Walking Boots are your passport to freedom, so it’s imperative that you get the right footwear to suit the conditions and the type of activity you're looking to do. Our guide takes you through the elements you should consider when buying your next pair of boots.
Decide what the principal activity you want to do in the outdoors is, and then choose a boot designed for that activity. All boots can be categorised into one of the following ways:
B0 – flexible 3-season boots for valley, hill and mountain walking, backpacking, scrambling and via ferrata. They are not recommended for use with crampons or for use on snow in the mountains.
B1 – stiff but flexible 3-4 season boots for use on or off the snow when hillwalking and backpacking in the mountains. They are recommended for use with crampons and for use on snow in the mountains.
B2 – very stiff 4-season boots for use on snow when hillwalking, climbing or mountaineering. They are recommended for use with crampons and for use on snow in the mountains.
B3 – totally stiff and flat-soled ice-climbing boots for serious snow and ice-climbing and mountaineering. They are recommended for use with crampons and for use on snow in the mountains.
B0 boots are not recommended for use with crampons
B1 boots can be used with C1 types of crampons
B2 boots can be used with C1 or C2 crampons
B3 boots can be used with C1, C2 or C3 crampons
You’ll find two sizes– UK and Euro – in many boots these days. We’ve listed them all here (left) so you can work out whether they’ll fit you!
Stiff uppers are better for rocky ground and winter use, and they allow crampon straps to be comfortably fitted. Softer uppers are more comfortable and so are best for valley walking where less support and protection is required than on rocky mountains.
For winter walking, look for grooves that are at least twice as deep as the thickness of a pound coin. Lug depths less than this are ideal for hill and valley walking. But if the lugs are less than the depth of a single coin, they won’t give much grip in mud or on grass and they’ll also wear down quickly on harder surfaces. The heel breast (the cutaway section between forefoot and heel) should be three times the thickness of a pound coin for hillwalking above or below the snowline. Boots with shallower heel breasts are best kept to good paths at valley level.
Press the toe box with your thumb and then pinch it on the sides. If it flexes easily, the boot is best restricted to good paths in the valley, while a stiffer toe box is better for rocky mountains and winter use.
Grab the boot by the toe and heel, and bend the heel towards the toe. Then twist the toe while holding the heel steady. The harder it is to bend the boot, the better suited it is to snow and rocky ground, and crampon use. The softer the flex, the better the boot is suited to use on good paths in the valley. A 3-4 season boot is stiffer than a 3-season boot but not as stiff as a 4-season boot.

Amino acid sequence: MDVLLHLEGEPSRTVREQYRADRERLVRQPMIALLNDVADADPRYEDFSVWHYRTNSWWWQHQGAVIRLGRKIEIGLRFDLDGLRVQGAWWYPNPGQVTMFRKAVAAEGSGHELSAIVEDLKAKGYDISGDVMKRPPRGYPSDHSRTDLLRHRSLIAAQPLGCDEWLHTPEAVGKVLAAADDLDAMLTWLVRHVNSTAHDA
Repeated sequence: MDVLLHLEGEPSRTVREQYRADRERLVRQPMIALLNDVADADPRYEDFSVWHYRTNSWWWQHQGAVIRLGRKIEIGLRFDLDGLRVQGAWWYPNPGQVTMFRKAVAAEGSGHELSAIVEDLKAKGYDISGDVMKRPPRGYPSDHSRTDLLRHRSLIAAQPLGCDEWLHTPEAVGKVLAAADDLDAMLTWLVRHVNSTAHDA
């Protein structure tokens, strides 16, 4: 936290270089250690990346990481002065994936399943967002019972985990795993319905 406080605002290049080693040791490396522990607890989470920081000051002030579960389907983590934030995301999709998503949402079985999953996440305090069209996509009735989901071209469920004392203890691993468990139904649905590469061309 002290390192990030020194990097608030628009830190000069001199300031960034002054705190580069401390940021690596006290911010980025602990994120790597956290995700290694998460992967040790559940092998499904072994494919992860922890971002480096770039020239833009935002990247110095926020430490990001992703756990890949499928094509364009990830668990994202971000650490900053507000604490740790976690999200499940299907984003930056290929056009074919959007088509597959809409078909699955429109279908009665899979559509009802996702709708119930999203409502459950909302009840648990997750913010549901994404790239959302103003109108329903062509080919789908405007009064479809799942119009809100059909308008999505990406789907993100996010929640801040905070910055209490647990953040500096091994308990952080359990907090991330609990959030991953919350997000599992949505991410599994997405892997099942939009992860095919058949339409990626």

Support Choose boots with minimal underfoot support for walking on good valley paths, but go for those with a stiffer sole and plenty of support underfoot for use on rocky mountain terrain.
Cushioning With the boots on, stamp your feet on the ground to get an idea of how well they can cushion impact. More cushioning is best for walking, but climbers may prefer less cushioning to allow a greater ‘feel’ for what they are standing on.
Pinch the heel cup between the fingers. If it is soft and flexible it won’t offer much support, so such boots are best restricted to valley path use, while boots with stiffer heel cups are better for rocky mountain walks and winter use where maximum support is useful.
Stitching will come apart over time, so a boot with minimal stitching will be most durable. But double stitching improves the durability considerably and adds extra security to the seams. Stiff uppers made of thick leather will be more durable than those made of synthetic materials. To improve durability, look for a rubber rand around the sides, toes and heels. The most durable boots are best for rocky mountain use and winter use, while less durable designs are best kept to valley paths.
If the upper is made of one piece of leather, or is relatively stitch-free, the boot will be as waterproof as most people will require – particularly if it is made of thick leather. Boots that are covered in stitching or those made with synthetic materials will leak more easily and are more prone to wear, while a waterproof lining such asGore-Tex will make the boot waterproof.